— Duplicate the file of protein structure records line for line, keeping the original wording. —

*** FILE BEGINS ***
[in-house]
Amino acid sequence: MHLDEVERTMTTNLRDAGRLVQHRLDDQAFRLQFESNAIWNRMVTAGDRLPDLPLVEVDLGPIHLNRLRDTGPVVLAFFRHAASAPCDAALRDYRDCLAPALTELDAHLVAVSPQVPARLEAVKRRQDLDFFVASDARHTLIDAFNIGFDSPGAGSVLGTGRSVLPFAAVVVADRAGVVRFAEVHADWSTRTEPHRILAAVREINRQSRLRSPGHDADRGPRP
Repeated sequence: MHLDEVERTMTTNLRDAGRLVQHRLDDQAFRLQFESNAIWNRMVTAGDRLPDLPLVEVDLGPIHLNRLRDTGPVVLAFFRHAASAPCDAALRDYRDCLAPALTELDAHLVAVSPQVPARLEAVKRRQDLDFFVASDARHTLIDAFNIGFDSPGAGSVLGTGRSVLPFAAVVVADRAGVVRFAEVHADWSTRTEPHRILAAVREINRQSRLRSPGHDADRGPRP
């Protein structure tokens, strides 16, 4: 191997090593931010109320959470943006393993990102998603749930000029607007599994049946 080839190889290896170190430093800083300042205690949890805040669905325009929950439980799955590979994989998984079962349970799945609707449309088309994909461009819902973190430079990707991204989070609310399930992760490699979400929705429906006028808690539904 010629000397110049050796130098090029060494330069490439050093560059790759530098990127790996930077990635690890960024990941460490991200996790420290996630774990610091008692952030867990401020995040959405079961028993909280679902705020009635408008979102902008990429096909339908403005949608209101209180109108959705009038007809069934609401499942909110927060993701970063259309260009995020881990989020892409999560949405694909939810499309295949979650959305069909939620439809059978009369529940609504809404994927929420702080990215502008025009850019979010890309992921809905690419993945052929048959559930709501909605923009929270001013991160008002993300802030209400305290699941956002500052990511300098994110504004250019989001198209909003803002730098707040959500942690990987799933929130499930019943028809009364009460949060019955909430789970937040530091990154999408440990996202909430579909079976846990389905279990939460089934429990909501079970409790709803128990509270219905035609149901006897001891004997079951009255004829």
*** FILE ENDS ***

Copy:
[in-house]
Amino acid sequence: MHLDEVERTMTTNLRDAGRLVQHRLDDQAFRLQFESNAIWNRMVTAGDRLPDLPLVEVDLGPIHLNRLRDTGPVVLAFFRHAASAPCDAALRDYRDCLAPALTELDAHLVAVSPQVPARLEAVKRRQDLDFFVASDARHTLIDAFNIGFDSPGAGSVLGTGRSVLPFAAVVVADRAGVVRFAEVHADWSTRTEPHRILAAVREINRQSRLRSPGHDADRGPRP
Repeated sequence: MHLDEVERTMTTNLRDAGRLVQHRLDDQAFRLQFESNAIWNRMVTAGDRLPDLPLVEVDLGPIHLNRLRDTGPVVLAFFRHAASAPCDAALRDYRDCLAPALTELDAHLVAVSPQVPARLEAVKRRQDLDFFVASDARHTLIDAFNIGFDSPGAGSVLGTGRSVLPFAAVVVADRAGVVRFAEVHADWSTRTEPHRILAAVREINRQSRLRSPGHDADRGPRP
């Protein structure tokens, strides 16, 4: 191997090593931010109320959470943006393993990102998603749930000029607007599994049946 080839190889290896170190430093800083300042205690949890805040669905325009929950439980799955590979994989998984079962349970799945609707449309088309994909461009819902973190430079990707991204989070609310399930992760490699979400929705429906006028808690539904 010629000397110049050796130098090029060494330069490439050093560059790759530098990127790996930077990635690890960024990941460490991200996790420290996630774990610091008692952030867990401020995040959405079961028993909280679902705020009635408008979102902008990429096909339908403005949608209101209180109108959705009038007809069934609401499942909110927060993701970063259309260009995020881990989020892409999560949405694909939810499309295949979650959305069909939620439809059978009369529940609504809404994927929420702080990215502008025009850019979010890309992921809905690419993945052929048959559930709501909605923009929270001013991160008002993300802030209400305290699941956002500052990511300098994110504004250019989001198209909003803002730098707040959500942690990987799933929130499930019943028809009364009460949060019955909430789970937040530091990154999408440990996202909430579909079976846990389905279990939460089934429990909501079970409790709803128990509270219905035609149901006897001891004997079951009255004829």